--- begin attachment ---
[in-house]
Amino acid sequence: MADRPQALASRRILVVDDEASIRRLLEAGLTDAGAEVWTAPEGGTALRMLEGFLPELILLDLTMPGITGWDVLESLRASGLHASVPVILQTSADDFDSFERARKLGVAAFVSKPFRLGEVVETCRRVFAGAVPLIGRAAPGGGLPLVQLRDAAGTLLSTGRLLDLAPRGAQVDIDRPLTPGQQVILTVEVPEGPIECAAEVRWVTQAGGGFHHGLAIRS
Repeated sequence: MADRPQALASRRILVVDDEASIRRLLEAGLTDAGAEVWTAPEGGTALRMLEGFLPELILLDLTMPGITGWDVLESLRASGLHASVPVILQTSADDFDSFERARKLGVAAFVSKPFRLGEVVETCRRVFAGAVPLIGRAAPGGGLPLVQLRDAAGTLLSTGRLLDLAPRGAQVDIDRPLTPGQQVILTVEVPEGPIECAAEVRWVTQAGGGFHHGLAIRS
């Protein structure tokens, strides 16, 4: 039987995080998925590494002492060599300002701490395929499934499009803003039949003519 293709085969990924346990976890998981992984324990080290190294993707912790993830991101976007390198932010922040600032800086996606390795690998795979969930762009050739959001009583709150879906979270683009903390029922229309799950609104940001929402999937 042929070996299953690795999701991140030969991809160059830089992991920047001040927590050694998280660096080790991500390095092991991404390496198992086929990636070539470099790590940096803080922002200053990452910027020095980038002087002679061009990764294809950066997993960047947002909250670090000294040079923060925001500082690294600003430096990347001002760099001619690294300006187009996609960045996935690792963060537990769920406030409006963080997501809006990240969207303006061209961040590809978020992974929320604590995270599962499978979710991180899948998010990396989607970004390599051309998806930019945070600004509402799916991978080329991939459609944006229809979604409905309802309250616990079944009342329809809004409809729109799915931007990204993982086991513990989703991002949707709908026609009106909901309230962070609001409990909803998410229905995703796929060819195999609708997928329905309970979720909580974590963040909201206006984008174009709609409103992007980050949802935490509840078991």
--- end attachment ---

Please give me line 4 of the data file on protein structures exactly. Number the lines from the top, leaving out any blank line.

């Protein structure tokens, strides 16, 4: 039987995080998925590494002492060599300002701490395929499934499009803003039949003519 293709085969990924346990976890998981992984324990080290190294993707912790993830991101976007390198932010922040600032800086996606390795690998795979969930762009050739959001009583709150879906979270683009903390029922229309799950609104940001929402999937 042929070996299953690795999701991140030969991809160059830089992991920047001040927590050694998280660096080790991500390095092991991404390496198992086929990636070539470099790590940096803080922002200053990452910027020095980038002087002679061009990764294809950066997993960047947002909250670090000294040079923060925001500082690294600003430096990347001002760099001619690294300006187009996609960045996935690792963060537990769920406030409006963080997501809006990240969207303006061209961040590809978020992974929320604590995270599962499978979710991180899948998010990396989607970004390599051309998806930019945070600004509402799916991978080329991939459609944006229809979604409905309802309250616990079944009342329809809004409809729109799915931007990204993982086991513990989703991002949707709908026609009106909901309230962070609001409990909803998410229905995703796929060819195999609708997928329905309970979720909580974590963040909201206006984008174009709609409103992007980050949802935490509840078991």